The statistical analysis, conducted by a team of researchers from Northwestern University and published in preprint format on the MedXRiv site, covered Wuhan coronavirus cases in multiple countries, including China, Iran, Germany, Italy, the United Kingdom and the United States.
The research team, led by Vadim Backman of Northwestern’s McCormick School of Engineering, looked at publicly available data regarding the admission, recovery and mortality rates for patients with COVID-19 at hospitals and clinics in the mentioned countries, as well as their possible links to levels of vitamin D.
However, as the researchers did not have any data on the patients’ vitamin D levels, they took into account the already established link between vitamin D and levels of C-Reactive Protein (CRP), as well as the link between CRP and severe COVID-19, in order to estimate how levels of vitamin D could potentially affect the severity of the disease.
CRP, according to medical experts, often increases whenever an inflammation appears in the body.
One of the findings of the Northwestern University researchers indicated that patients from countries with high COVID-19 mortality rates, such as Italy, Spain and the U.K., often exhibited lower levels of vitamin D than patients from other countries that were not as severely affected.
In addition, patients who manifested severe vitamin D deficiency had a 17.3 percent risk of developing severe COVID-19 symptoms, compared to patients with normal vitamin D levels who only had a 14.6 percent risk.
Upon further analysis, the researchers also found a strong correlation between vitamin D deficiency and cytokine storms, a potentially fatal type of complication that usually arises when the immune system goes into overdrive.
“Cytokine storms can severely damage the lungs and lead to acute respiratory distress syndrome and death in patients,” said Ali Daneshkhah, a postdoctoral research associate at Northwestern University, noting that the majority of COVID-19 fatalities are actually caused by cytokine storms.
This is where vitamin D plays a major role, Backman stated, noting in a press release that aside from helping enhance the immune system, vitamin D also prevents it from going into overdrive, thus helping to protect one from developing cytokine storms and other severe complications that may arise from COVID-19, such as unregulated inflammations. (Related: New research suggests vitamin D may help combat coronavirus.)
“It will not prevent a patient from contracting the virus, but it may reduce complications and prevent death in those who are infected,” Backman said, adding that it may even cut the mortality rate in half.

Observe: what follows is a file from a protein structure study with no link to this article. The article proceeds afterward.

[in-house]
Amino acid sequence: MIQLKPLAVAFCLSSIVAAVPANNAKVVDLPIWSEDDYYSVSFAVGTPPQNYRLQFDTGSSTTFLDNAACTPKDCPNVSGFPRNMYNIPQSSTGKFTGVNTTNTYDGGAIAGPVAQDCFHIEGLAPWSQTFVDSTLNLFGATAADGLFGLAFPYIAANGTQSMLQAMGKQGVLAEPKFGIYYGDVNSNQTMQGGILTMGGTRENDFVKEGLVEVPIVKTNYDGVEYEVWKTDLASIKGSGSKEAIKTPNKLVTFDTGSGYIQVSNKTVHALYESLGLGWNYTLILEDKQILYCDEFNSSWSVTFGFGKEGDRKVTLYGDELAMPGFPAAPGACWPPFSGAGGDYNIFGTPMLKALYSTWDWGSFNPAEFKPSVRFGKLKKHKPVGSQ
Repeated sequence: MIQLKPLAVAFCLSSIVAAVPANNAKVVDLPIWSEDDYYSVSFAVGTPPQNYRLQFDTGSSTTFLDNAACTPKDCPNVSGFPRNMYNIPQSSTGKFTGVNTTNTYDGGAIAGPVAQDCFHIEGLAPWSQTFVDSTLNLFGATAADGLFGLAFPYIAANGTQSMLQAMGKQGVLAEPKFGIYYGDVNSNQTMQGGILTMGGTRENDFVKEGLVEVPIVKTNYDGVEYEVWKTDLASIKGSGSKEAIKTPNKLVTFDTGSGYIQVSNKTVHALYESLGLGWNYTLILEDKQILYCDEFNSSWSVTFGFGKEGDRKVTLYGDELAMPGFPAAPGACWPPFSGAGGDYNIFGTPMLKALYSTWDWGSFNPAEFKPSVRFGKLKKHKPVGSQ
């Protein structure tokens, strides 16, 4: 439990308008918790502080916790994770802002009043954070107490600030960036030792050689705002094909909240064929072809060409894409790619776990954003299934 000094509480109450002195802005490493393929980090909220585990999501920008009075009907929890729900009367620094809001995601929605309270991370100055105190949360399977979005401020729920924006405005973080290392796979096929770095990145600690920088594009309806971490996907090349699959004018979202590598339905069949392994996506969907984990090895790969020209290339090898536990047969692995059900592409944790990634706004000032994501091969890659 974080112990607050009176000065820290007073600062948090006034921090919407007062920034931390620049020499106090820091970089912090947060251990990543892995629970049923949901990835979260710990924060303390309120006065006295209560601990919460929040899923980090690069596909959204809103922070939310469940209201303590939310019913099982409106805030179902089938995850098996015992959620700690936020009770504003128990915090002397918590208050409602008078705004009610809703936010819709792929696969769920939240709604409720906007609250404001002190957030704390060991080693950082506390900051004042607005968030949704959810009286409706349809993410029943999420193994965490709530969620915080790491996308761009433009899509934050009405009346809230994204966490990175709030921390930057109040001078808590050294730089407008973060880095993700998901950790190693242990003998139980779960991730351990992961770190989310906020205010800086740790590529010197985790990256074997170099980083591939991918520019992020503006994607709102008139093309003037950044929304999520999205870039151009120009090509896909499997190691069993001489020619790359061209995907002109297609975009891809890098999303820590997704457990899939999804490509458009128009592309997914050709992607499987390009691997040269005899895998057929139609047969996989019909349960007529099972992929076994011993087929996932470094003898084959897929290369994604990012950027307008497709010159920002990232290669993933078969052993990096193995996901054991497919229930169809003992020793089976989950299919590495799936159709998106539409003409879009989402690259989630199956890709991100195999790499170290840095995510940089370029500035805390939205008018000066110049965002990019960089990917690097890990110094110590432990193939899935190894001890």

Backman, however, said vitamin D supplementation may not be for everyone, noting that people should not take excessive doses of vitamin D, which could come with negative side effects.
“While I think it is important for people to know that vitamin D deficiency might play a role in mortality, we don’t need to push vitamin D on everybody,” Backman said, adding that the subject still needs further study to glean more information on how vitamin D could be used more effectively to protect individuals against COVID-19 complications, such as optimal dosing and the like.
“It is hard to say which dose is most beneficial for COVID-19,” Backman said. “However, it is clear that vitamin D deficiency is harmful, and it can be easily addressed with appropriate supplementation. This might be another key to helping protect vulnerable populations, such as African-American and elderly patients, who have a prevalence of vitamin D deficiency.”
How to naturally increase your vitamin D intake
Increasing your vitamin D intake normally entails going out for a daytime walk, since the vitamin is naturally produced by the body in response to sunlight.
However, with recent developments forcing the public to stay indoors, going out for walks and other outdoor activities isn’t possible at the moment.
This means that one has to get his fill of vitamin D through diet.
You can maintain optimal vitamin D levels by eating:
- Wild-caught fatty fish such as salmon, herring and sardines
- Eggs from organic, free-range chickens
- Organic mushrooms
- Organic soy milk
- Organic, untreated orange juice
Get the latest news and studies on other potential treatments for COVID-19 at Pandemic.news.